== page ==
I have attended WACAP’s family camp for 20+ years and during that time, I have made lifelong friends and family. I grew up with a group of kids that also attended, and we could talk about our experiences, including the complex feelings that came with adoption day anniversaries and celebrations.
From these conversations with my friends when I was younger, to today—as I’m starting to mentor and talk with different adoptees at WACAP’s family events—I know those feelings can remain.
Some adoptees I’ve spoken with did not like the word “gotcha” and the negative connotation it carries, which is true of many families I’ve talked to as well. Some prefer different terms, like “adoption day” “family day, or have a different approach to celebrating being together.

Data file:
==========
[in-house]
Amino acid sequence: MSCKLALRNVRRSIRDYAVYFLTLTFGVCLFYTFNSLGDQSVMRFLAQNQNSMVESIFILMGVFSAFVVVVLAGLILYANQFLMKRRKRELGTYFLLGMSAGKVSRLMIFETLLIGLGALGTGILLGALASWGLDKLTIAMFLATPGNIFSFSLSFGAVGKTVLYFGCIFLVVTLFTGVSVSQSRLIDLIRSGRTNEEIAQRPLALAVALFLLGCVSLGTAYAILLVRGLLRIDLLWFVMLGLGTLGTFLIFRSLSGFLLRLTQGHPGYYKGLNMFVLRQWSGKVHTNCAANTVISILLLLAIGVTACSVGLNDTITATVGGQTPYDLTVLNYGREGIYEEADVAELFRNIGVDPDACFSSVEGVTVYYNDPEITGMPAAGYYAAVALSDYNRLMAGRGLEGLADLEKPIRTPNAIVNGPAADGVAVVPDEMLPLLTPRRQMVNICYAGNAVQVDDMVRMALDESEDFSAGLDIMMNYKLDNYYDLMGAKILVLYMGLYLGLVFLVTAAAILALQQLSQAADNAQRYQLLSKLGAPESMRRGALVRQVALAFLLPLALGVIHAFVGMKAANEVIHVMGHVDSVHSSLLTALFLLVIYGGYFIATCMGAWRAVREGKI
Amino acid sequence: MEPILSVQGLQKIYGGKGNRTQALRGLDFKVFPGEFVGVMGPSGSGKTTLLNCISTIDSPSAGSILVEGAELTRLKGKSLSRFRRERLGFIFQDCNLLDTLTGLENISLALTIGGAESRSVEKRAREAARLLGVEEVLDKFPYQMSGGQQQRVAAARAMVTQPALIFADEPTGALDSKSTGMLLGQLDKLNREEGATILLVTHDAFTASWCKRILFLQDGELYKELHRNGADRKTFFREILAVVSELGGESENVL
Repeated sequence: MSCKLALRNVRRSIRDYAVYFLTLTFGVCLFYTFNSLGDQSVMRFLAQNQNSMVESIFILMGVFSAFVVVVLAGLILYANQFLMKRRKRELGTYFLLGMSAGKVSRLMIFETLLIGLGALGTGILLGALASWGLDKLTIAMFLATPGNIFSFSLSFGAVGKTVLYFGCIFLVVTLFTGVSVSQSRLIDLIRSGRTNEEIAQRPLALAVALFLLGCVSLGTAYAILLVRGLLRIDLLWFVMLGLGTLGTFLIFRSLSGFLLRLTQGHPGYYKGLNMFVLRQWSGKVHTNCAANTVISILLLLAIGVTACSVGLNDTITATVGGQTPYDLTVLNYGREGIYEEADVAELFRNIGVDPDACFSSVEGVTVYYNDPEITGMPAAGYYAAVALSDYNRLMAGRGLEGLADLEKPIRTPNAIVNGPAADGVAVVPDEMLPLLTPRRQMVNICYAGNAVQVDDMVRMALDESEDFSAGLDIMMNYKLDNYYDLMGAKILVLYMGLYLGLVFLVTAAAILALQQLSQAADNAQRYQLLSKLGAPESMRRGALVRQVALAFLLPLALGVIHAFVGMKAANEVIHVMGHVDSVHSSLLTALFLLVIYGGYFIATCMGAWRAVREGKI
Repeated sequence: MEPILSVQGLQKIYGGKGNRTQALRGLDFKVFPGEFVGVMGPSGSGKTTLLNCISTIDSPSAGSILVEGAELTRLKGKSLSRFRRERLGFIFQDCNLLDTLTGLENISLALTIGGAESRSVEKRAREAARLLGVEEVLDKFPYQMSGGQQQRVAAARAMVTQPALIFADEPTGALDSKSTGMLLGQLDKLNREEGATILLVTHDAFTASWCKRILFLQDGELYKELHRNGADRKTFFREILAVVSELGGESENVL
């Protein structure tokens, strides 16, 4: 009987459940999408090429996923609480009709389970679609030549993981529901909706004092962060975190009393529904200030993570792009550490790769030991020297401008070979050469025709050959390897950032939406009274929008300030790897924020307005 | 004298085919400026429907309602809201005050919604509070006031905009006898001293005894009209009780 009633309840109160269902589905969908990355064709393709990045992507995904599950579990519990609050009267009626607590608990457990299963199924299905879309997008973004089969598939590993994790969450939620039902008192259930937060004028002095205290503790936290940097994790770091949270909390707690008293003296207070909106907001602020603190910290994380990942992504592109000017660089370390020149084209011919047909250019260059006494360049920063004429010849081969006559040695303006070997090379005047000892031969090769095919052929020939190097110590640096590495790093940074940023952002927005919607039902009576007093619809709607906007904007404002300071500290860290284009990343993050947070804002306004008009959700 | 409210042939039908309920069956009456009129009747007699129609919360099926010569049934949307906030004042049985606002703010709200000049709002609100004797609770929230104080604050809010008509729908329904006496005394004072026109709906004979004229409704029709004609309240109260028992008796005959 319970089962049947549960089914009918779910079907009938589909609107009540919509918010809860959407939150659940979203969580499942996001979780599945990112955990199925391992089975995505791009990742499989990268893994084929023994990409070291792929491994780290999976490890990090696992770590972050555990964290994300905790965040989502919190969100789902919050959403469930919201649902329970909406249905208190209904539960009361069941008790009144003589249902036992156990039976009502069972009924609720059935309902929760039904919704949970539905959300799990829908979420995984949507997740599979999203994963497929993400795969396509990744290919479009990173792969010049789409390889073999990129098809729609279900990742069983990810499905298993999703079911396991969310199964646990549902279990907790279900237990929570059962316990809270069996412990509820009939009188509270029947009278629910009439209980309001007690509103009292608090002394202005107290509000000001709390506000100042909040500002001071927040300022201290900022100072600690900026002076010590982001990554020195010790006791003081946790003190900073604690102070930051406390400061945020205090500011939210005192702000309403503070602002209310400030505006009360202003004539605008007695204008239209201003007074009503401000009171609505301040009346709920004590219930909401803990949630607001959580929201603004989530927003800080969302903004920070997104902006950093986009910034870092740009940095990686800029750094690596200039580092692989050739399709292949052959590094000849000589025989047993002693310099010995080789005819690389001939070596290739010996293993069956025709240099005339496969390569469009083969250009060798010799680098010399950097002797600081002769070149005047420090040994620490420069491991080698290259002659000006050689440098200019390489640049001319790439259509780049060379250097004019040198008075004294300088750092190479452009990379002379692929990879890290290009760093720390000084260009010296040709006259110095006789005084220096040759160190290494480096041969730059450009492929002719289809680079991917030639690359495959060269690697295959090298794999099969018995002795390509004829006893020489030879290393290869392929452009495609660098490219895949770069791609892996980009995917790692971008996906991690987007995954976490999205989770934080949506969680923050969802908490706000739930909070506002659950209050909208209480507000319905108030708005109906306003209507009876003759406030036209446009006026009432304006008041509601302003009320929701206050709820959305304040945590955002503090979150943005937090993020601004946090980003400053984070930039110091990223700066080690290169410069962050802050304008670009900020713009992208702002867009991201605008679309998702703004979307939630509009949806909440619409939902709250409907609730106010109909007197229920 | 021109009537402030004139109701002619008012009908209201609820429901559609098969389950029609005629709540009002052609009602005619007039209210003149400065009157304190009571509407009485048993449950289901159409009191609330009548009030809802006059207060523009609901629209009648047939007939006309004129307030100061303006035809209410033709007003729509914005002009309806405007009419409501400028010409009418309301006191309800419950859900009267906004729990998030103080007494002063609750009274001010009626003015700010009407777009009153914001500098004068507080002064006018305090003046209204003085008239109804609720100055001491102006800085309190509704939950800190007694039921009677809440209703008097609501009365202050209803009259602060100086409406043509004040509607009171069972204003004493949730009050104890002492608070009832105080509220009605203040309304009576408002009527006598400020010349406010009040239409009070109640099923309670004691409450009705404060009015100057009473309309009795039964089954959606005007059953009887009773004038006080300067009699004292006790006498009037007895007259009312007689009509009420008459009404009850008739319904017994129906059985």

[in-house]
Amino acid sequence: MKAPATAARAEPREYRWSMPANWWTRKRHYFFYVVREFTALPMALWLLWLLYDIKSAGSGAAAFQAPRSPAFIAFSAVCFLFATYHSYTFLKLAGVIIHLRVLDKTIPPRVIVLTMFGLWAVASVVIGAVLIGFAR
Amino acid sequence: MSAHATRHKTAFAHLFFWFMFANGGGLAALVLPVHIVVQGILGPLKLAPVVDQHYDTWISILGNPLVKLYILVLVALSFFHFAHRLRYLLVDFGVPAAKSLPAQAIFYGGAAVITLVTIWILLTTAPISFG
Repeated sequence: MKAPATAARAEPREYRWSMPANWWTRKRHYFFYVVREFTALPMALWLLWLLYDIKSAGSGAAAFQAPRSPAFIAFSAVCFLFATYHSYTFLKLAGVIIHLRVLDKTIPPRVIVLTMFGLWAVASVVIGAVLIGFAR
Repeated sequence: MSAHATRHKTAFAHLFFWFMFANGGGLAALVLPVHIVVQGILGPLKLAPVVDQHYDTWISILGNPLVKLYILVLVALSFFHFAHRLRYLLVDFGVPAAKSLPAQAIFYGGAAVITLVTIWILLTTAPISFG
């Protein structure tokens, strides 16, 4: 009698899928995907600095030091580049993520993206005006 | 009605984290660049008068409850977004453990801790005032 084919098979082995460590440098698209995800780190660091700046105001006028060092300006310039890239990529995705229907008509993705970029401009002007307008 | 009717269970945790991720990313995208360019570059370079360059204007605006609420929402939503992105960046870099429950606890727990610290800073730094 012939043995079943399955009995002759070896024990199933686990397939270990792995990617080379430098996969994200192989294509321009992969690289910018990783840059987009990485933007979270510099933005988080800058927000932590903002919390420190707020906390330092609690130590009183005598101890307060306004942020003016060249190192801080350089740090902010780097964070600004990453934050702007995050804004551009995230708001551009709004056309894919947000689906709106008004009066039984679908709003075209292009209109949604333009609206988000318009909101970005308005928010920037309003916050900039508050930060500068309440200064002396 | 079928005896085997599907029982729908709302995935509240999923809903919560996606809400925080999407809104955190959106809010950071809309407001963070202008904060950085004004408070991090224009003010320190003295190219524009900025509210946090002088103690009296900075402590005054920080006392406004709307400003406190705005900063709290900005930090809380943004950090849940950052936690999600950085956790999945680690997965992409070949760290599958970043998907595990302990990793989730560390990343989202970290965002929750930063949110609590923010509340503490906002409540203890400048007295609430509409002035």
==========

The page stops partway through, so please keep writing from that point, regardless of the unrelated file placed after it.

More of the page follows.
Some adoptees I’ve asked about “gotcha day”—as they’re open to sharing—say that they too, felt some of the same ways that I did. They would act out and not know what to say to their parents. It was hard to find the right words to explain something so complex.
To this day, it is hard for me to even write about it.
The emotions that I feel continue to overwhelm me. I feel like there is something wrong with my feelings. I should not feel the way I feel because I SHOULD feel happy that I was brought away from a horrible situation. STILL, I cannot help but wonder what my life would be like if I stayed in India.